Military Odyssey – 2016

Military Odyssey is a 3 day living history event held over the August Bank Holiday weekend, at the Kent County Show Ground near the village of Detling. The event includes living history groups ranging from a prehistory flintknapper, through the medieval, Napoleonic, American Civil War and World War 2 periods.

There is an arena in which vehicle and battle displays start at 10:30am and go on through to the end of day. Away from the main arena other events take place throughout the day including drill displays, a battle between Vikings and Saxons and a wild west gunfight. In fact there is never a quiet moment and so much to see that a one day visit really isn’t enough to see it all.

Because of all the varied periods – often very colourfull – and the non-stop action – Military Odyssey is exceptionally family friendly with plenty to keep the kids entertained.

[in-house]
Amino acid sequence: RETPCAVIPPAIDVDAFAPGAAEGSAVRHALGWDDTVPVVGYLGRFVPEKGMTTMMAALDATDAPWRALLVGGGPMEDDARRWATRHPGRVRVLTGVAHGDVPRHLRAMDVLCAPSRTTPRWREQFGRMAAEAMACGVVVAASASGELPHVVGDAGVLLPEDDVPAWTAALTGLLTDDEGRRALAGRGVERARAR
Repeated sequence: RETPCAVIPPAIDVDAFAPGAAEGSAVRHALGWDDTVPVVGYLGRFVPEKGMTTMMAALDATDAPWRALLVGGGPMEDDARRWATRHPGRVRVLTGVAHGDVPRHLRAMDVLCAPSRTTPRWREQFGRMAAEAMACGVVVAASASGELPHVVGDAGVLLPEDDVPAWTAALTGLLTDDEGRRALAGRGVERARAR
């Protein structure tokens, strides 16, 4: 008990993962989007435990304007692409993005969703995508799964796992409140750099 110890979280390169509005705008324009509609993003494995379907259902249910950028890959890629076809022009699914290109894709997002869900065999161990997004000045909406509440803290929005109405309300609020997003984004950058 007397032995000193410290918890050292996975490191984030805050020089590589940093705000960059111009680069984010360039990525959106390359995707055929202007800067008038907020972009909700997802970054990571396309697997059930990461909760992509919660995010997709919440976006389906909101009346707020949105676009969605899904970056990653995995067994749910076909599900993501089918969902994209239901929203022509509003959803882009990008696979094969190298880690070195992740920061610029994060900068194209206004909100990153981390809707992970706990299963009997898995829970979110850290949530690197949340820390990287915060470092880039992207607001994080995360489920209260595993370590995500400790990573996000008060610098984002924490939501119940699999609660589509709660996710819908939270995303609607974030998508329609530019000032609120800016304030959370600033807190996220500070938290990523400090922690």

Living History Displays

British Paras – World War 2
Camped in the woods and looking most authentic was a living history group representing British paratroopers from Worid war 2.


Arena Vehicle Display
Kicking off at 10:30am was a display of military vehicles.


Napoleonic Battle
Always popular with the bright colourful uniforms and explosive pyrotechnics is the Napoleonic battle. To get a good view it pays to note the timing from the programme and arrive in good time.


Medieval Battle
Transported back to the early 1190s and the Holy Land, we were treated to an encounter between Richard I “The Lionheart”  and the forces of Saladin, during the 3rd Crusade.


And Finally…


So that was Military Odyssey 2016,  a cracking show full of history, education and action. As I write the 2017 show is not too far off and this year Tony and I are going for 2 days, one to cover the arena action and one to wander at leisure around the living history camps… and I can guarantee we won’t be bored and we’ll come away knowing more about the dreadful history of warfare.

As for the picture above, this was actually taken at a previous Military Odyssey, but I thought it appropriate to end this essay, capturing as it does typical WW2 arena action.


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